Thursday, October 29, 2009

the walk in the woods

I was waiting in line yesterday for the H1N1 flu shot. It was a beautiful sunny day, the wind was brisk but the sky was blue and true behind the golden yellow trees.

"Did you hear about that girl that was attacked by the coyotes?" The man in front of me turned around to make conversation. It was, after all, 11 am and the clinic wouldn't open until 12. Not to mention there were sixty people ahead of us already.

I must have wrinkled my brow in confusion. I had definitely NOT heard about a girl being attacked by coyotes.

"Up in the highlands," he said. "On that Skyline trail. They flew her to Halifax, and apparently she passed away this morning."

Now, the Skyline trail is probably THE most well-travelled hiking trail in the Cape Breton Highlands. It's mostly flat, wheelchair accessible, and it takes you right out onto a gorgeous and dramatic ridge, where you look out over the highland plateau, the ocean and down the shore to Cheticamp. Also, there is a very good chance that you will see a moose up close - they are thick in those parts of the park. Because of its accessibility and popularity, until this moment, I had not really considered this hiking trail as actual WILDERNESS.

After all, I was there myself only a month ago. By myself, like this girl was. And on the hike in and back out again, I passed people every two minutes or so. Even in the fall, this is a well-travelled hike.

As we waited in line for the flu shot, the air cool but the sun shining on us, I asked the man about it. Nothing else was known, really. Just that the young woman had been hiking by herself, that some other hikers came across her and somehow got the coyotes away, and then later when the RCMP arrived, that one of the coyotes was shot. That the woman was airlifted to Halifax, and then passed away this morning.

"That's crazy," I kept saying, and thinking. "Coyotes don't attack people!"

I waited in the line. We chatted about other things. Eventually we got in the door and into the organized chaos of the vaccination clinic. Kids crying, nervous adults rolling up their own sleeves, the nurses holding the vials up in front of them as they extracted the vaccine into countless needles. I got my own shot done - the whole time still debating to myself whether I was doing the right thing or not - and then sat for 15 minutes to make sure there wouldn't be an adverse reaction.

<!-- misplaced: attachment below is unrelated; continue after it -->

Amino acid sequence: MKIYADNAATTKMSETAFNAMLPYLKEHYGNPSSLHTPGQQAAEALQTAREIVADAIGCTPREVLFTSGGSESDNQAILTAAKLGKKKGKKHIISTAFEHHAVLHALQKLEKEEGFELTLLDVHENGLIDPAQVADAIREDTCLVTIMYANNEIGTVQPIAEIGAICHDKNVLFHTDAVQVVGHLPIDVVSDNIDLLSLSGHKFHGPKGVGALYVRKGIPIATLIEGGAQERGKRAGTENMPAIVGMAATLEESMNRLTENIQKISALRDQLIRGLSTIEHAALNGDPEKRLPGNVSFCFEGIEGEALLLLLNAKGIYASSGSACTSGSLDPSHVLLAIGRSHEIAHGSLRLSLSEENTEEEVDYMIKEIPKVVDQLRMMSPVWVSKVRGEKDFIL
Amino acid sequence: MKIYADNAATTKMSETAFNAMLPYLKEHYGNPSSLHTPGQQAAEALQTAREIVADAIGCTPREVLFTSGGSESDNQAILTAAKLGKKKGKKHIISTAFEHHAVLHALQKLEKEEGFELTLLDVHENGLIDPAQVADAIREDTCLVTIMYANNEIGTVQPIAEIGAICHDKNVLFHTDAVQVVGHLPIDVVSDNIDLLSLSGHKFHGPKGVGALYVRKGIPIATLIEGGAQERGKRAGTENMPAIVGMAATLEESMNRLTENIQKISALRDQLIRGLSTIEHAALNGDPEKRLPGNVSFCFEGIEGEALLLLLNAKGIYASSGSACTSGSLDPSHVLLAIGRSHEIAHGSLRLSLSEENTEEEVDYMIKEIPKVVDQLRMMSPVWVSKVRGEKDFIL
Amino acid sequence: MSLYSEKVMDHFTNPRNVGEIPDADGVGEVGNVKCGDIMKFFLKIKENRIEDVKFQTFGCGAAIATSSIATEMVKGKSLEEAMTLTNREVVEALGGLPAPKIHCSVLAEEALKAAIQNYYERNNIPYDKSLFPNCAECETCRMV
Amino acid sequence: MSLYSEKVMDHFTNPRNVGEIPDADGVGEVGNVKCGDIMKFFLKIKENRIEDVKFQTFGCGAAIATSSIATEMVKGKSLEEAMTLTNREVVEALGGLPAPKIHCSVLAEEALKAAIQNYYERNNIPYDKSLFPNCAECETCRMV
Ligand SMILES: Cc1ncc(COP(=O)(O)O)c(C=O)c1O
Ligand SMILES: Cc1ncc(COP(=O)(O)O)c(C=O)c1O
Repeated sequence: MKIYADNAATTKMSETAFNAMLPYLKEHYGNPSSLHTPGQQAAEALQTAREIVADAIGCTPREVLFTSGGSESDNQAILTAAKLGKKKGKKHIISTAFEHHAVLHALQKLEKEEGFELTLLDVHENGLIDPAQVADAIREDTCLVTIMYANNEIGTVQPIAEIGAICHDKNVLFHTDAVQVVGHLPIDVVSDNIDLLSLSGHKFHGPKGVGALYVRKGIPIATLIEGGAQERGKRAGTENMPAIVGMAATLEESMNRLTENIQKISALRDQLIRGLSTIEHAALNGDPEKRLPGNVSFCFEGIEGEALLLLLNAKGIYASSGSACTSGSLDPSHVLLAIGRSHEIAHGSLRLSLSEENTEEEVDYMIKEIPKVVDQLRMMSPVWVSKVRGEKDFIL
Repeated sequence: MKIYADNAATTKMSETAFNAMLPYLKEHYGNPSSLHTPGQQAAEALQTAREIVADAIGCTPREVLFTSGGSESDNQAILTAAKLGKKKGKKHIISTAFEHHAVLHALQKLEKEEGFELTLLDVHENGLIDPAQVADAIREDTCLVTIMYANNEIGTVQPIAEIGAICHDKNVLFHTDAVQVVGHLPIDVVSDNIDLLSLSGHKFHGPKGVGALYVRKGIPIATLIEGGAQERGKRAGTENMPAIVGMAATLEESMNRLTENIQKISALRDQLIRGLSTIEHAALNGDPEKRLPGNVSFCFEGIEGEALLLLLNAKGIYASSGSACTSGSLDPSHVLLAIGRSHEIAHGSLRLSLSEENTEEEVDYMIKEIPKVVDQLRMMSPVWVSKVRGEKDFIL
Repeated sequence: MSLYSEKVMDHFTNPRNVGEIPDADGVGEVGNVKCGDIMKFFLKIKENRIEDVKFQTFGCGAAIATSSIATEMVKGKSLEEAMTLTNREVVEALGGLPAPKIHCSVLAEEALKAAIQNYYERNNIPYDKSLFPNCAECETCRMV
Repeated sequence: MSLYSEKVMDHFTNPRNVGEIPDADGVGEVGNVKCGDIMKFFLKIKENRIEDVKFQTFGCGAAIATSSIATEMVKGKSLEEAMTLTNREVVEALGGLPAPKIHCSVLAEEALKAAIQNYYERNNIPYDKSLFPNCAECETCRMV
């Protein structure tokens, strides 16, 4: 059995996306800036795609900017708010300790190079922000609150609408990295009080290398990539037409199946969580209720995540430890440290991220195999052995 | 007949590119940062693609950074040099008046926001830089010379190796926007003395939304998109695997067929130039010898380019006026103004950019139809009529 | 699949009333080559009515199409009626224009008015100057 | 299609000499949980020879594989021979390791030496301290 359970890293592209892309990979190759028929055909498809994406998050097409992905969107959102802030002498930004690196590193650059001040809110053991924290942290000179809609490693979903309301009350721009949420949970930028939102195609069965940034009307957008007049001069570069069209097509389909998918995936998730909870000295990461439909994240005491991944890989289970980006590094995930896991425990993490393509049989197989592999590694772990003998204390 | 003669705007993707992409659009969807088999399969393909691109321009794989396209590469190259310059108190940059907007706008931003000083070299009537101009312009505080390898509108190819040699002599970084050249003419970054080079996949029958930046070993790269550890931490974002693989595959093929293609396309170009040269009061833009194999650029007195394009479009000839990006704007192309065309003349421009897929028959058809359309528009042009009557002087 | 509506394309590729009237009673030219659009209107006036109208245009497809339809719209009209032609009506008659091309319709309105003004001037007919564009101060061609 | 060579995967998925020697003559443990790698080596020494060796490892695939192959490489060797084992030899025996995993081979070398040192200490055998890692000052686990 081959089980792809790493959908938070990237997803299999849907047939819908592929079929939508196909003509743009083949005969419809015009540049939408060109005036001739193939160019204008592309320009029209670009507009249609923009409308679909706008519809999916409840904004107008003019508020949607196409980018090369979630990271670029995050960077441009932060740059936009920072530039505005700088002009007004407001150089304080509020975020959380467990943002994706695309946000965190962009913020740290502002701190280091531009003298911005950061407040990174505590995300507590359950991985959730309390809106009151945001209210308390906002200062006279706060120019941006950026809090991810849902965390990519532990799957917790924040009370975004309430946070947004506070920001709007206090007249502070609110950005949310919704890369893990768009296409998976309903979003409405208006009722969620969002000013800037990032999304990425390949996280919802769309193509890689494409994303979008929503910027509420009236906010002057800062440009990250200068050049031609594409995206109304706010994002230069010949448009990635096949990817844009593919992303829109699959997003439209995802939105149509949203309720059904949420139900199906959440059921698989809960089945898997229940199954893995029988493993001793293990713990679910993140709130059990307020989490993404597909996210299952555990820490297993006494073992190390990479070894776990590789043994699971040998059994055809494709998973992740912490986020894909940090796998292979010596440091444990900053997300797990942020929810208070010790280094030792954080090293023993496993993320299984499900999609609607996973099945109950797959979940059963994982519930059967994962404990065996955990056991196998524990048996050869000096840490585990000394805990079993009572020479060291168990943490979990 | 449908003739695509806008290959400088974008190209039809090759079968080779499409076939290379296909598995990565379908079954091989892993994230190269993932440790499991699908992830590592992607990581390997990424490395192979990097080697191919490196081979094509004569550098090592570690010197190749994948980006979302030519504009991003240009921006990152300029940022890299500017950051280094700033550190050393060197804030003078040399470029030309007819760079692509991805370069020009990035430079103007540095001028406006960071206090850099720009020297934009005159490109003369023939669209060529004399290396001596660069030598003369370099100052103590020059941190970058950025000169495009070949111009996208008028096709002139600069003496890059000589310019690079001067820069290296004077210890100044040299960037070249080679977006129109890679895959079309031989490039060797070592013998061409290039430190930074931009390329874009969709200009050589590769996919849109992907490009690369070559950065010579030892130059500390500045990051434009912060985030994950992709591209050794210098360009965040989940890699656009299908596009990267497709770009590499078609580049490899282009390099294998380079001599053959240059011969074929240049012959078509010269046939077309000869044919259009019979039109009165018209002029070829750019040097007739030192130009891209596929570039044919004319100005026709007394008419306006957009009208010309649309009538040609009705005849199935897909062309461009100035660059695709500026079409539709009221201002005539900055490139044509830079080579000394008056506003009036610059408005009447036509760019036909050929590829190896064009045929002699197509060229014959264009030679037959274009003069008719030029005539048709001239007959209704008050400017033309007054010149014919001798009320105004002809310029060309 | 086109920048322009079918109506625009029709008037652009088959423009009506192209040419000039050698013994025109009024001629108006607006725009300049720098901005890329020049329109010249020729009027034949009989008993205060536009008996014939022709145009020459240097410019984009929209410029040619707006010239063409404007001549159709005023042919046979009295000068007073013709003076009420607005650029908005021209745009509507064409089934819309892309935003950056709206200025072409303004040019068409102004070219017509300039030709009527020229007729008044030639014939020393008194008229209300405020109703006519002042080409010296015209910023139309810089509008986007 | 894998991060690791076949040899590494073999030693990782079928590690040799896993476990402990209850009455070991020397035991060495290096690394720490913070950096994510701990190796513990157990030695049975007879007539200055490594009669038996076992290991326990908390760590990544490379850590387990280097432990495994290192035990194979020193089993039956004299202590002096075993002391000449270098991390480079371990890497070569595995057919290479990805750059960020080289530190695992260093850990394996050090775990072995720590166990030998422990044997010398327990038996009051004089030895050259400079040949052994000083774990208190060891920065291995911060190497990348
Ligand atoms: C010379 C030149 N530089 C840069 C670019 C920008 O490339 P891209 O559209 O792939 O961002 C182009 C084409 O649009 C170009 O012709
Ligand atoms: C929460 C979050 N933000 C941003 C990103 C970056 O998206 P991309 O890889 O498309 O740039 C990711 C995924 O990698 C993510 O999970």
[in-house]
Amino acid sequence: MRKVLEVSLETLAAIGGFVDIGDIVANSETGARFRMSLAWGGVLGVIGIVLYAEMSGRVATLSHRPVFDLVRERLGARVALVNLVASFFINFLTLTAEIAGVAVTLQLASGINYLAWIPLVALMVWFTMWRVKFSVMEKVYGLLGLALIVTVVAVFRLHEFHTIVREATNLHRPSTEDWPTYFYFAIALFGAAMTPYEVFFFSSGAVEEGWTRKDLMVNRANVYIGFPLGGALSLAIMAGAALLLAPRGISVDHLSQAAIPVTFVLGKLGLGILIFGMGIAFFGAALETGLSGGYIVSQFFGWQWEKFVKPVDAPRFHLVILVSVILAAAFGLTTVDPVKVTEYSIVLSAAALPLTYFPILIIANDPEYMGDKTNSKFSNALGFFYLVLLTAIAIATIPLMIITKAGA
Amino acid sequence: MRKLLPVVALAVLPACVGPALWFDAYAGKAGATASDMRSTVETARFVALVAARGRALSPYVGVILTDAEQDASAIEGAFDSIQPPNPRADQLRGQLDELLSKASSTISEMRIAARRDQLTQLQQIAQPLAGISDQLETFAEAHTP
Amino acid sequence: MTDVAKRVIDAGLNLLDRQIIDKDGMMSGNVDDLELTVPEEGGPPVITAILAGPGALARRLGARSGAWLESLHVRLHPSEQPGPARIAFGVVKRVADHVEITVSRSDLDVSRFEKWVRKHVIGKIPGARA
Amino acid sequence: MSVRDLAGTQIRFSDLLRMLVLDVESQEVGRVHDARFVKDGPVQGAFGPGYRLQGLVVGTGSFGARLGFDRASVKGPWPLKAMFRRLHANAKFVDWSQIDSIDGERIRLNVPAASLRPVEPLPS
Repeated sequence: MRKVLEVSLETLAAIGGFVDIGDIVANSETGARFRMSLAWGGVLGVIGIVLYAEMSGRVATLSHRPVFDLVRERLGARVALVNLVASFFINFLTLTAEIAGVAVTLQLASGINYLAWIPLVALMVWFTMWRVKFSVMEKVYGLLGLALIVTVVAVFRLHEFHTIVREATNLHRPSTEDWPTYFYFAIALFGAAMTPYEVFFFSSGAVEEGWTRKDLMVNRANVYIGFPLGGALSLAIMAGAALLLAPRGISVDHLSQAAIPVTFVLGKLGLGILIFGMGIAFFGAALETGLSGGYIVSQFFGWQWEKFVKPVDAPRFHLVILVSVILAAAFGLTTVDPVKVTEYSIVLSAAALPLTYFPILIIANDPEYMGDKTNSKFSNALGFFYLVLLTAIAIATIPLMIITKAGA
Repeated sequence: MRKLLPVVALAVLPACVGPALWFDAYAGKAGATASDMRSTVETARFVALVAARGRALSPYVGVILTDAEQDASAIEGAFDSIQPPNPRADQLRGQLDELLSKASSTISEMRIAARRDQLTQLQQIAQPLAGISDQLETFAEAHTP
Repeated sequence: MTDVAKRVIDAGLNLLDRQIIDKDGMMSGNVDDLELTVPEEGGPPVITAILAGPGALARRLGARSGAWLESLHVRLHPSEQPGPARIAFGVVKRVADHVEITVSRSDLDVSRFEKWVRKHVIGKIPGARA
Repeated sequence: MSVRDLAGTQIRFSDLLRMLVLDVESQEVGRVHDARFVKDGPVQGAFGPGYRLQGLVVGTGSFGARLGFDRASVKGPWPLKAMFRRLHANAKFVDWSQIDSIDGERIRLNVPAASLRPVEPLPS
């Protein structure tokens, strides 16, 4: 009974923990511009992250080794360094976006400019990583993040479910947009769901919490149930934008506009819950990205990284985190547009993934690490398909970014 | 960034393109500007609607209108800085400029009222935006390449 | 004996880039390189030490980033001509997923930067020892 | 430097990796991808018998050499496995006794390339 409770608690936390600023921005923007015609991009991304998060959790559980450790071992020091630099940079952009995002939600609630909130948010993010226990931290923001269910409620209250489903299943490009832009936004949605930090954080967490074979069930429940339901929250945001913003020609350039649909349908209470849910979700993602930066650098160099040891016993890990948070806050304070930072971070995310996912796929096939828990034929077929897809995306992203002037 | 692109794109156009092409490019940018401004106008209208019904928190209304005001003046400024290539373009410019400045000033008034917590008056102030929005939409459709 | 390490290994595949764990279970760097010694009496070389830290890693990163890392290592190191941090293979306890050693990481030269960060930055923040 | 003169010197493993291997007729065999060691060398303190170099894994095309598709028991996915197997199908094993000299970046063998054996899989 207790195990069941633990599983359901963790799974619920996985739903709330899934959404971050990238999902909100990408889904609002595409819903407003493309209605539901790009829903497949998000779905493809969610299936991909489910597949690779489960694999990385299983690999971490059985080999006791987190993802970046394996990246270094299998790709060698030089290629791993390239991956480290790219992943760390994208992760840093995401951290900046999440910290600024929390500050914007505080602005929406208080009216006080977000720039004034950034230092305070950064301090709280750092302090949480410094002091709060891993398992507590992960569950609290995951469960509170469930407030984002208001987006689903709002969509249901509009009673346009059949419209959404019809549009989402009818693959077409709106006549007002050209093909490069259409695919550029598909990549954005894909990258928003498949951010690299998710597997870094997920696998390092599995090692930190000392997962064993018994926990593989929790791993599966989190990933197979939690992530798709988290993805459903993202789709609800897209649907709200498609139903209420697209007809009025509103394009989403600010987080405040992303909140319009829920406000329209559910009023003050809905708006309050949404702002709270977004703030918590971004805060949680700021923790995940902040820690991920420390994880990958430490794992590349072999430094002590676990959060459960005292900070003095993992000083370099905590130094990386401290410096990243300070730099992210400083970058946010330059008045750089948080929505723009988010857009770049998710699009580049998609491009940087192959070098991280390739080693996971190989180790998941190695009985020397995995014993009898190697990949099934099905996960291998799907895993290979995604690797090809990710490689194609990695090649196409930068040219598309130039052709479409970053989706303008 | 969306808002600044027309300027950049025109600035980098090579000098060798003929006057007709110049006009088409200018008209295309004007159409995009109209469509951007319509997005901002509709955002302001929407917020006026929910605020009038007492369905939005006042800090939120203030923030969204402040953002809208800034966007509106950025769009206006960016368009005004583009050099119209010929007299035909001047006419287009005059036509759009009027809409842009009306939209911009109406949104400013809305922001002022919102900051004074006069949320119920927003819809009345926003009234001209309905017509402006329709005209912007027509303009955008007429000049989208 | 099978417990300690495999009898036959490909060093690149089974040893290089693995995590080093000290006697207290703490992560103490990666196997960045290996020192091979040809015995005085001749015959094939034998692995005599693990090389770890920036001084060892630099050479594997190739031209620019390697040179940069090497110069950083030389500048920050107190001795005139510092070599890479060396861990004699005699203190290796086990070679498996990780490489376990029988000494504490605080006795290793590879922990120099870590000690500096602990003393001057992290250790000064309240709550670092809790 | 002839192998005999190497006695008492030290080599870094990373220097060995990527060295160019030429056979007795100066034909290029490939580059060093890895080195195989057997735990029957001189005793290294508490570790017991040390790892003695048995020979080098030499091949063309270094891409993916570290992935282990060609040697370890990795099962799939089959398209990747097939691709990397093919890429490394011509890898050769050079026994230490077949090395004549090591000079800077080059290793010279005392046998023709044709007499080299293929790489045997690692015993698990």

I went back to work. I talked about the flu clinic and the coyote attack with my co-workers. We all shook our heads in wonder and shock. And then I finished my lunch and went back to my computer, where I looked up the latest on the story. I found out the woman's name, and that she was a young folk singer just starting her East Coast tour. She had wanted a short hike and some time to herself. How familiar does that sound? That was me, just a month ago. Exact same hiking trail. Not a whole lot older.

What happened up there? Did the coyotes have rabies? Why did they come close to a human and then actually attack her? I hope we find out. I love coyotes - to me they are the voice of the wilderness. When I hear them yipping and calling at night, my heart thrills. They are so intelligent, so resilient. The harder humans try to kill them, the more they survive, even thrive. So we need to know what happened in this freak accident, so that we don't live in fear of going into wild spaces. So that we can be better informed when we visit the wilderness. So that we don't act only out of fear, and do harm to other members of the species, when it was only two animals whose motivation we don't yet know.

This whole thing makes me sad. I'm sad for Taylor Mitchell's family and friends, for whom this has happened so suddenly. One day has made this awful difference, taking from them their lovely friend, who was just starting out her life, really. I'm sad for the Skyline trail, which will now forever have this mark on it. I'm sad for the coyotes, and for the wild predators in general - too long people have considered them only as vicious creatures that kill anything nearby, when in reality they are sophisticated, wise, generous and fascinating.

This whole thing continues to be jarring. Disarming. It doesn't make sense. After all, I have lived my whole life in Cape Breton, taking many hikes in the woods, in wild spaces. I walk on a dirt road through wilderness, nearly every day. I have seen moose, deer, raccoons, foxes, even the odd bear. I have only seen a coyote once in my whole life. And, when it sensed I was there, it took off, melting back into the trees.

How I wish those two coyotes had done so, two days ago.

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